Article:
Tags: Barack Obama | Healthcare Reform | Polls | medical treatment delayed

Poll: Even With Obamacare, More Americans Delay Medical Treatment

By    |   Monday, 01 Dec 2014 12:05 PM

Despite the rollout of Obamacare, more Americans continue to put off medical treatment, The Washington Times reports, citing data from a new Gallup poll released on Friday.

A third of Americans say they have postponed treatment — for themselves as well as family members — which is among the highest percentages Gallup has charted in its 14 years of asking the question, the Times noted.

“Last year, many hoped that the opening of the government healthcare exchanges and the resulting increase in the number of Americans with health insurance would enable more people to seek medical treatment,” wrote Gallup of its poll findings.

“But, despite a drop in the uninsured rate, a slightly higher percentage of Americans than in previous years report having put off medical treatment, suggesting that the Affordable Care Act has not immediately affected this measure.”

Cost was seen as one factor, as some insured people still must contend with high deductibles that have occurred in newly revamped insurance plans. While they have coverage, such related costs returned to consumers may be to blame for the delays in treatment — a direct result of Obamacare, which has forced some people who already had coverage to pay enormous increases in existing plans. The extra costs now make certain treatments out of reach as finances are stretched thin.

While cost could be to blame for the delays, some who have been forced to pay those huge increases may now not understand what is covered by their revamped plans, adding to confusion even as the government touts the newly insured.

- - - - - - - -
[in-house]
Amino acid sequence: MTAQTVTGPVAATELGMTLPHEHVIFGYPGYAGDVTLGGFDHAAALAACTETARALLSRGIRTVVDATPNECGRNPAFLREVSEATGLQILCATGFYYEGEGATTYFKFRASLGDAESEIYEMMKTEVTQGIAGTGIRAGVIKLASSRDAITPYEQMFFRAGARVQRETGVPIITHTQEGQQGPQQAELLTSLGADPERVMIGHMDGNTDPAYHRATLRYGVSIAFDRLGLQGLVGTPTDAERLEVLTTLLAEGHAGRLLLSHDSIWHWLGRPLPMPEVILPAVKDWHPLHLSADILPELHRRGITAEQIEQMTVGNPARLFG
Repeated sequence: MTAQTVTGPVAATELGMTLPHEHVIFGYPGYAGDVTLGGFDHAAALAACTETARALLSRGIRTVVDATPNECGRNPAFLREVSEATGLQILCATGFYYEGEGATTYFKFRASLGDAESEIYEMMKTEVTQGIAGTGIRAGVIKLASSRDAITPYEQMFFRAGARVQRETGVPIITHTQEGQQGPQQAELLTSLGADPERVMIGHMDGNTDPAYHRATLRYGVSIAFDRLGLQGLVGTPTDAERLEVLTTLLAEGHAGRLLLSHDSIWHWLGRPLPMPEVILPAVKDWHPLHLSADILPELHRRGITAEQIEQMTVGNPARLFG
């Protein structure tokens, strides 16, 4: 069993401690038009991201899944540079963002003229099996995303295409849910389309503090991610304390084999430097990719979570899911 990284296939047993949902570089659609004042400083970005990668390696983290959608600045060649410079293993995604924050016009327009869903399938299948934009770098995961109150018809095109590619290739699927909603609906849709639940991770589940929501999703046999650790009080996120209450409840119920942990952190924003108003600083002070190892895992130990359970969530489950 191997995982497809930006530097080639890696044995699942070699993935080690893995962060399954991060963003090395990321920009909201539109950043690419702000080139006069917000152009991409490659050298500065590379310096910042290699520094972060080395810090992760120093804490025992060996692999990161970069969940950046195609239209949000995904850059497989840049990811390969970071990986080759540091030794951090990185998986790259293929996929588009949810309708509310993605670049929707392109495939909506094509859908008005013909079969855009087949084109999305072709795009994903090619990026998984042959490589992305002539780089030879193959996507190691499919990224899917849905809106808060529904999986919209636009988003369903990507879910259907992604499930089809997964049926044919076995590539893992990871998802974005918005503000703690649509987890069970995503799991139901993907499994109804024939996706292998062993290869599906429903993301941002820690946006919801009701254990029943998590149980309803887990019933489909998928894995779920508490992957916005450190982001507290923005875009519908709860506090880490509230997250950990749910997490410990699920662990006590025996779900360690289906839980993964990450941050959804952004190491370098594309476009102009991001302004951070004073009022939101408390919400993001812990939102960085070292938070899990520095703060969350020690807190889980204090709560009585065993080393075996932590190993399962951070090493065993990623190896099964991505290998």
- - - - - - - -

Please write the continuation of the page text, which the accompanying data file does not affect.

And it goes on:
“Variation in the pricing for medical treatments, not to mention differences in how much insurance plans cover, could be confusing Americans or making them fear a needed treatment is too expensive. And while the costs of medical procedures aren’t rising as rapidly as they once were, it is still too early to tell if that is an effect of the Affordable Care Act and how prices may change in the future,” Gallup noted in releasing its latest survey, according to the Times.

The hardest-hit Americans have been those with incomes between $30,000 and $75,000, noted The Daily Caller. Those described as "middle class" saw their medical treatment delays rise to 38 percent, up from 33 percent in 2013.

Noted the Caller: "Thirty-five percent of those who earn under $30,000 a year are putting off seeking medical care, down from 43 percent last year."

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Despite the rollout of Obamacare, more Americans continue to put off medical treatment, The Washington Times reports, citing data from a new Gallup poll released on Friday.
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2014-05-01
Monday, 01 Dec 2014 12:05 PM
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